I was fortunate to consult early drafts of works that would later develop into an impressive body of southern lesbian literature. Many literary productions made their first appearances in Feminary, namely volumes of poetry including Dorothy Allison’s The Women Who Hate Me (1983), Minnie Bruce Pratt’s The Sound of One Fork (1981), and Mab Segrest’s Living in a House I Do Not Own (1982); Pratt’s and Segrest’s essay collections, Rebellion (1991) and My Mama’s Dead Squirrel; Cris South’s novel, Clenched Fists, Burning Crosses (1984); and Allison’s first work of fiction titled Trash (1989). Beyond these advancements, Feminary functioned as more than a print culture space for literary circulation and consumption—it flourished as a galvanizing force through which southern lesbians might engage in coalition politics at a crucial time in the 1970s and 1980s, or, as Pratt recalls, “we talked about race and racism, so-called race, racism. We had really interesting conversations about the intersections, what later got called the intersections. But that’s what we were doing. We weren’t just being lesbians.” (Minnie Bruce Pratt interview, Voices of Feminism Oral History Project, Sophia Smith Collection).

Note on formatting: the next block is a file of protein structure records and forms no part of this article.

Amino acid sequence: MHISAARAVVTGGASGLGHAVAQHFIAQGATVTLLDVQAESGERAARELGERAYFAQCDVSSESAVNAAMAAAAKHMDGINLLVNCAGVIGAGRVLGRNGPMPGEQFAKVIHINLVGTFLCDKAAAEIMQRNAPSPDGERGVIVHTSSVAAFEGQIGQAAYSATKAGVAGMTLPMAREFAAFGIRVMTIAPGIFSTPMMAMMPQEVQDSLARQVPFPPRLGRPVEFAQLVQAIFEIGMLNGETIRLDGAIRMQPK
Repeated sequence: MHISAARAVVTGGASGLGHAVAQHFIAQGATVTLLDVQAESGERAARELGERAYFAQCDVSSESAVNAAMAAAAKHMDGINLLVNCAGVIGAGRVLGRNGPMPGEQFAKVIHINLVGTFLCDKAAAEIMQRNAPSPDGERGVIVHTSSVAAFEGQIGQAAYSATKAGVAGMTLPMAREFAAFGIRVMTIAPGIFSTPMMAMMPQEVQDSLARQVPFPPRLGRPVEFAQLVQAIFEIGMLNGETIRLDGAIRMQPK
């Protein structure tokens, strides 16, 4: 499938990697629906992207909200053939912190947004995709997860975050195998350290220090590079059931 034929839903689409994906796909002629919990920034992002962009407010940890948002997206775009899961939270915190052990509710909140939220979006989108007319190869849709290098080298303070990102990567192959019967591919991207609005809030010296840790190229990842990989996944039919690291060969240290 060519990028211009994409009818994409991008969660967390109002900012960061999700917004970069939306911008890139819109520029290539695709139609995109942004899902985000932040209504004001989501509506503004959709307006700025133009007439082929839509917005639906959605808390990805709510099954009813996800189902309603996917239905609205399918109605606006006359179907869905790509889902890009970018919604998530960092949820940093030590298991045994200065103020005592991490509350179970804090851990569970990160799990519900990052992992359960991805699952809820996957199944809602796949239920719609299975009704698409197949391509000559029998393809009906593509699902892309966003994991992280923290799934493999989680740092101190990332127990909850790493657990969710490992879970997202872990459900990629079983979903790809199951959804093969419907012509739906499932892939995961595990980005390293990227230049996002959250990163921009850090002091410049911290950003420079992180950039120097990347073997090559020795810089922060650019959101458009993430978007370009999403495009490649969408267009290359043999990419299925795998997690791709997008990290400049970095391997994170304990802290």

In an effort to add texture and depth to this research narrative, I want to share some of my personal notes scribbled down while in the reading room (see below). Here I seek to articulate my own experience of doing research at the Sallie Bingham Center — how it felt to do queer archival research at that very moment in the archive. Engaging in archival research offers a profoundly queer temporal experience — and temporary existence. Research within the archive necessitates a dissociative shift in being and thought: scholars become lost in the present, enveloped into the past. This is why we often feel a disturbing vertigo upon exiting the archive — a separation in our being and thinking with the past. Part of this vertigo is the experience of handling material artifacts that carry with them an aggregate, temporal stickiness that accrues through each reading and interpretation: then, now, and all the intervening, cataloguing years. I am grateful for these affective memories — a surprise here and there, upon finding something you didn’t know existed, the sound of discovery piercing the hallowed silence of the reading room — small pleasures I carry with me long after my research is done:
Mab Segrest Papers
Folder entitled “Mab’s Book, 1982” : this are materials from LIVING IN A HOUSE I DO NOT OWN. Ditto papered poems, arrangements of poem form on page, scraps of paper with thematic resonances.
SEE SCANS. Film negatives of cover; four. Gorgeous and haunting.
Minnie Bruce Pratt Papers
Feminary IX.2, Summer 1978, cover image of full roses. About to break for lunch. Can’t help but notice that Duke has tons of honeysuckle. Both seem apt images for the journal.
[i] Tamara M. Powell, “Look What Happened Here: North Carolina’s Feminary Collective,” North Carolina Literary Review 9.1 (2000): 92.
Post contributed by Dr. Jaime Cantrell, Visiting Assistant Professor of English,The Sarah Isom Center for Women’s and Gender Studies faculty affiliate, The University of Mississippi